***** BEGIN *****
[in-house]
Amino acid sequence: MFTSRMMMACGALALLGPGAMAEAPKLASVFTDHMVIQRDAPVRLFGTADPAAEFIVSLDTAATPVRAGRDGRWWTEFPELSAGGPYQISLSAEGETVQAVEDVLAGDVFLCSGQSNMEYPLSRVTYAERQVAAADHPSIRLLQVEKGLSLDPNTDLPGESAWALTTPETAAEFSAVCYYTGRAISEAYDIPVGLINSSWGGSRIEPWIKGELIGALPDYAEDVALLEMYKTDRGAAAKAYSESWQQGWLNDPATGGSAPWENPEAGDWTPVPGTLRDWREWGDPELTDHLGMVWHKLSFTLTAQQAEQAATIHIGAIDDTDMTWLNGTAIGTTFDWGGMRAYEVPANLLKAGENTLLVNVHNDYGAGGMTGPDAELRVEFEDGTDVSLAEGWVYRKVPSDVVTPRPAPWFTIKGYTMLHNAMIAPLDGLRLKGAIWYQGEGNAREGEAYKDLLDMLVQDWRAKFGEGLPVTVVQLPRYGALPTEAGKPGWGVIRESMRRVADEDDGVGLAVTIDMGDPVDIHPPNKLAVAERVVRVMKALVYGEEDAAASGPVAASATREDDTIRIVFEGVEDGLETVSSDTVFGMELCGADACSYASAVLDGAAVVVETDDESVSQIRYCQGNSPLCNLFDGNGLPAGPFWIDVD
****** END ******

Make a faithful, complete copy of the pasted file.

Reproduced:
[in-house]
Amino acid sequence: MFTSRMMMACGALALLGPGAMAEAPKLASVFTDHMVIQRDAPVRLFGTADPAAEFIVSLDTAATPVRAGRDGRWWTEFPELSAGGPYQISLSAEGETVQAVEDVLAGDVFLCSGQSNMEYPLSRVTYAERQVAAADHPSIRLLQVEKGLSLDPNTDLPGESAWALTTPETAAEFSAVCYYTGRAISEAYDIPVGLINSSWGGSRIEPWIKGELIGALPDYAEDVALLEMYKTDRGAAAKAYSESWQQGWLNDPATGGSAPWENPEAGDWTPVPGTLRDWREWGDPELTDHLGMVWHKLSFTLTAQQAEQAATIHIGAIDDTDMTWLNGTAIGTTFDWGGMRAYEVPANLLKAGENTLLVNVHNDYGAGGMTGPDAELRVEFEDGTDVSLAEGWVYRKVPSDVVTPRPAPWFTIKGYTMLHNAMIAPLDGLRLKGAIWYQGEGNAREGEAYKDLLDMLVQDWRAKFGEGLPVTVVQLPRYGALPTEAGKPGWGVIRESMRRVADEDDGVGLAVTIDMGDPVDIHPPNKLAVAERVVRVMKALVYGEEDAAASGPVAASATREDDTIRIVFEGVEDGLETVSSDTVFGMELCGADACSYASAVLDGAAVVVETDDESVSQIRYCQGNSPLCNLFDGNGLPAGPFWIDVD